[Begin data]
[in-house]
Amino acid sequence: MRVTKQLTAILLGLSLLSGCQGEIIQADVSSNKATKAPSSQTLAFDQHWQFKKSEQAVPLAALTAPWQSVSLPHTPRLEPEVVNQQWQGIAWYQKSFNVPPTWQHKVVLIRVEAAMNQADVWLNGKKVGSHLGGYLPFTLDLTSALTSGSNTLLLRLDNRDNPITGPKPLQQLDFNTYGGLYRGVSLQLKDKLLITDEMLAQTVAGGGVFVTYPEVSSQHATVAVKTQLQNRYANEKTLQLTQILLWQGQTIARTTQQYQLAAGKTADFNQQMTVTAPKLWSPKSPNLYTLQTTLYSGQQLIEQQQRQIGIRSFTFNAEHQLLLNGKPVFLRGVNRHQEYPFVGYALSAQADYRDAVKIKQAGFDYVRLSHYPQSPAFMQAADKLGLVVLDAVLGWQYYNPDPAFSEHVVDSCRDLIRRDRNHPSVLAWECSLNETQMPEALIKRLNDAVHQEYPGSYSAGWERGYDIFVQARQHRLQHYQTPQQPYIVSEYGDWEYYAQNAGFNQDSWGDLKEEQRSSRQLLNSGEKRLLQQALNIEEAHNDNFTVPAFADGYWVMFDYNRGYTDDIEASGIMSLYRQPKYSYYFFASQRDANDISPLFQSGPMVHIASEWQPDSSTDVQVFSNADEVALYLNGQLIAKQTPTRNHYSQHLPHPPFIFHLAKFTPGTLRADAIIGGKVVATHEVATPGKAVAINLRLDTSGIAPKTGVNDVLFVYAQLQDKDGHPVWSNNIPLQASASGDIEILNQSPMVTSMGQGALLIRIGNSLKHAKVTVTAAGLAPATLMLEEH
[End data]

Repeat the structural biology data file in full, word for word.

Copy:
[in-house]
Amino acid sequence: MRVTKQLTAILLGLSLLSGCQGEIIQADVSSNKATKAPSSQTLAFDQHWQFKKSEQAVPLAALTAPWQSVSLPHTPRLEPEVVNQQWQGIAWYQKSFNVPPTWQHKVVLIRVEAAMNQADVWLNGKKVGSHLGGYLPFTLDLTSALTSGSNTLLLRLDNRDNPITGPKPLQQLDFNTYGGLYRGVSLQLKDKLLITDEMLAQTVAGGGVFVTYPEVSSQHATVAVKTQLQNRYANEKTLQLTQILLWQGQTIARTTQQYQLAAGKTADFNQQMTVTAPKLWSPKSPNLYTLQTTLYSGQQLIEQQQRQIGIRSFTFNAEHQLLLNGKPVFLRGVNRHQEYPFVGYALSAQADYRDAVKIKQAGFDYVRLSHYPQSPAFMQAADKLGLVVLDAVLGWQYYNPDPAFSEHVVDSCRDLIRRDRNHPSVLAWECSLNETQMPEALIKRLNDAVHQEYPGSYSAGWERGYDIFVQARQHRLQHYQTPQQPYIVSEYGDWEYYAQNAGFNQDSWGDLKEEQRSSRQLLNSGEKRLLQQALNIEEAHNDNFTVPAFADGYWVMFDYNRGYTDDIEASGIMSLYRQPKYSYYFFASQRDANDISPLFQSGPMVHIASEWQPDSSTDVQVFSNADEVALYLNGQLIAKQTPTRNHYSQHLPHPPFIFHLAKFTPGTLRADAIIGGKVVATHEVATPGKAVAINLRLDTSGIAPKTGVNDVLFVYAQLQDKDGHPVWSNNIPLQASASGDIEILNQSPMVTSMGQGALLIRIGNSLKHAKVTVTAAGLAPATLMLEEH